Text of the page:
Friday, December 23, 2011

253 (2011 #58). The Night Circus


by Erin Morgenstern

This debut novel is part fantasy, part romance.  Two narratives occurring over different time periods eventually intersect at the end.  The setting is the mysterious Night Circus (Le Cirque des Reves, the Circus of Dreams), with black-and-white striped tents that appear suddenly and are gone the same way, and is only open at nighttime.  Everything inside the circus is done in black and white and silver and shades of gray, with a few spots of red provided by the reveurs, the circus fans who follow it from town to town and wear that color as a badge.

In one storyline, which begins in 1873, Celia Bowen and Marco Alisdair are trained from youth as illusionists/magicians by their mentors, respectively, Celia's father Hector (aka Prospero the Enchanter), and the mysterious "man in the grey suit" known only as Alexander H., who plucks Marco out of an orphanage.  Hector and Alexander are in an unspecified contest, and unknown to each other at first, Celia and Marco are the competitors.  The circus is designed to be their venue, with Celia working from within as a performing illusionist, and Marco from without as the assistant to the circus' owner, the eccentric Chandresh Christophe Lefevre.  Other unusual characters are involved with the circus' development, and they all benefit (and suffer) from the circus' seeming ability to prolong their lives.

Celia and Marco eventually learn they are opponents and fall in love.  This was not surprising to me; I can see how one would be attracted to the competitor in such an intellectual contest..  Many of the fantastic attractions of the circus - the Ice Garden, the Wishing Tree, the Labyrinth - are things they make for each other, or in collaboration.  Ultimately, though, this game of their mentors in which they are pawns turns sinister.

The second story begins in 1897 and involves two children born the day the circus first opens, the red-headed Murray twins (children of the lion tamer), Penelope and Winston, nicknamed Poppet and Widget, and a young circus fan named Bailey Alden Clarke.  The two stories come together in 1902, when Poppet, Widget, and Bailey are all sixteen.

Drawbacks of this book include a weak, thin plot; mysterious but flat, underdeveloped characters, and problems with the writing.  Most of the book is written in awkward third person present tense, with frequent inserts in second person present tense describing the circus.  There are also some anachronisms, the most glaring one being the nickname "Widget" - the first known use of that word was not until 1926.

The competition is never really explained and doesn't appear to have any rules or limits, other than the fact that it's a duel, and one competitor will not survive.  I found Celia interesting and likable, as well as the twins and widgets, but Marco was a boor, and most of the other characters were enigmas.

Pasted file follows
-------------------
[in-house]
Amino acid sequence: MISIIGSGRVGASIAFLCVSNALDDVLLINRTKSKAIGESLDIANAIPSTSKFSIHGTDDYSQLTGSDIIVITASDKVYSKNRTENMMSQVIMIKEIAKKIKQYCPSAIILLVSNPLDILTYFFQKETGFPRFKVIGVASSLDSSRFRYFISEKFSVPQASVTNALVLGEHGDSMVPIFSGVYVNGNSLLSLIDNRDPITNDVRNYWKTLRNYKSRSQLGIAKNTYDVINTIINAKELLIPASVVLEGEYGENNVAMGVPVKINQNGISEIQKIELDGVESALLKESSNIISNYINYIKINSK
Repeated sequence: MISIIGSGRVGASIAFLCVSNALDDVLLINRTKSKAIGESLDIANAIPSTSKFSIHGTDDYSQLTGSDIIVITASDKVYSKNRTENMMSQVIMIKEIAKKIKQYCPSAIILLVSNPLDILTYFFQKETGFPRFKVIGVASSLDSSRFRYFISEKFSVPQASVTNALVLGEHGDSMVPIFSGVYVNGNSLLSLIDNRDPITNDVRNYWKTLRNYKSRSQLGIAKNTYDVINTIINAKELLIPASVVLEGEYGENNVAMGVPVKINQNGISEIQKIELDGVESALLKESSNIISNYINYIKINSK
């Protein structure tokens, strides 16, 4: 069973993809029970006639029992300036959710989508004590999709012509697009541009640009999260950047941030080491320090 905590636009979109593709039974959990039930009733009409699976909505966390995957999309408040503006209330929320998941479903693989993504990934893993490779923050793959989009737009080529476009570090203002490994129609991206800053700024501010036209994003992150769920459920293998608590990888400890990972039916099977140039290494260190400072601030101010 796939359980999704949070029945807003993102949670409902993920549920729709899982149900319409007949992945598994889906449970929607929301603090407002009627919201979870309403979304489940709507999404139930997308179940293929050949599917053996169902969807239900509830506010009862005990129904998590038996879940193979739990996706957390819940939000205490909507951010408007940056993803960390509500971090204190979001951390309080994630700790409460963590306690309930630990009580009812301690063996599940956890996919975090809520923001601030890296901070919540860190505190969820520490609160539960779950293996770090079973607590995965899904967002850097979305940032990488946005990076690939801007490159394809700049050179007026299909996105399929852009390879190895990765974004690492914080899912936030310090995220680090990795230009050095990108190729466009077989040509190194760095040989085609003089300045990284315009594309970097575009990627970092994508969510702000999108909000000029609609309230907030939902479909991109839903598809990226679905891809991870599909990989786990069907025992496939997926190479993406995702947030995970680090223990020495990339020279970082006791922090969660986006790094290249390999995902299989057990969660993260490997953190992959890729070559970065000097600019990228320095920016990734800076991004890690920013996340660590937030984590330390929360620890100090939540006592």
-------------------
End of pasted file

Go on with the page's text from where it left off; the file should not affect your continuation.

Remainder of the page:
The strength of the book was the setting - the night circus - and the gorgeous, imaginative, vibrant imagery Morgenstern used to describe it.  There was something ephemeral about these descriptions that kept me going with this book even when the plot and characters couldn't carry it.

The book also has a gorgeous cover and design.  The black background on the cover is shiny, the tents and hand are embossed, and the scroll work around the tents is holographic.The end papers are striped like the circus tents.

The book has received a lot of hype, and I'm not quite sure why.  The author is young and describes herself as an artist.  I think the publishers were seduced by the thought of someone of the Harry Potter generation writing a fantasy involving magic, and the book was published with very little editing.  I enjoyed the book, but it's not one that I would re-read.  But then, I also didn't re-read any of the Potter books and only saw the first movie, so perhaps I'm not the right audience for this book.

While I only give it three stars (and that only because I loved the descriptions of the circus), other readers would give it five of five, and still others (those who strongly need their books to be plot- and/or character-driven) would not even give it one star.  For all those reasons, I'd recommend borrowing this book from the library (as I did) rather than buying it.  If you like it enough to re-read it, then buy a copy.


text © Amanda Pape - 2011

[This book was borrowed from and returned to my local public library.  Photos are from the author's website.]

2 comments:

  1. This book is wonderful! Strange, but great!For her first novel it was really good. I can't wait to see the movie!

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  2. Danmark, I would love to see what a cinematographer would do with this book! Thank you for commenting!

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